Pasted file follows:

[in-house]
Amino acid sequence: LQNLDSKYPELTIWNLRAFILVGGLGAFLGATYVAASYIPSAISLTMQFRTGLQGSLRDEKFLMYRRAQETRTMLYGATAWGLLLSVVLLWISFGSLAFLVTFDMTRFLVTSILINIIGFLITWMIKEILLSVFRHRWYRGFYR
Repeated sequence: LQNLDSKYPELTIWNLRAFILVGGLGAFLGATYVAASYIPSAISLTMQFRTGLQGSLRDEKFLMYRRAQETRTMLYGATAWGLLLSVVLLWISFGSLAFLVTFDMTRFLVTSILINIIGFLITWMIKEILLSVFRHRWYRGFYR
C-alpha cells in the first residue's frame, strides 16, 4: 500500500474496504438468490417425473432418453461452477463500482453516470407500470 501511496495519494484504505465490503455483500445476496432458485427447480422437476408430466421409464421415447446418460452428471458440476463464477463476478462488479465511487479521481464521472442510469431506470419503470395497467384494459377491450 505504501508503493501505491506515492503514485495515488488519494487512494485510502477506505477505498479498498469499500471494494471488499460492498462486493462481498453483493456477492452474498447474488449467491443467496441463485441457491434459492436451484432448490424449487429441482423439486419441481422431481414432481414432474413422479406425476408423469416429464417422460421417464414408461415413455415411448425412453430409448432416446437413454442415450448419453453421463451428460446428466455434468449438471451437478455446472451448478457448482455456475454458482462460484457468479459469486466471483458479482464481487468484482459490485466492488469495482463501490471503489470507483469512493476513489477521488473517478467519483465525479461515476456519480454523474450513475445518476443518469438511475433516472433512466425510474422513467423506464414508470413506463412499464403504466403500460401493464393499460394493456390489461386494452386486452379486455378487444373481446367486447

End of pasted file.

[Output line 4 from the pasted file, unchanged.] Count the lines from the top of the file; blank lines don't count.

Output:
C-alpha cells in the first residue's frame, strides 16, 4: 500500500474496504438468490417425473432418453461452477463500482453516470407500470 501511496495519494484504505465490503455483500445476496432458485427447480422437476408430466421409464421415447446418460452428471458440476463464477463476478462488479465511487479521481464521472442510469431506470419503470395497467384494459377491450 505504501508503493501505491506515492503514485495515488488519494487512494485510502477506505477505498479498498469499500471494494471488499460492498462486493462481498453483493456477492452474498447474488449467491443467496441463485441457491434459492436451484432448490424449487429441482423439486419441481422431481414432481414432474413422479406425476408423469416429464417422460421417464414408461415413455415411448425412453430409448432416446437413454442415450448419453453421463451428460446428466455434468449438471451437478455446472451448478457448482455456475454458482462460484457468479459469486466471483458479482464481487468484482459490485466492488469495482463501490471503489470507483469512493476513489477521488473517478467519483465525479461515476456519480454523474450513475445518476443518469438511475433516472433512466425510474422513467423506464414508470413506463412499464403504466403500460401493464393499460394493456390489461386494452386486452379486455378487444373481446367486447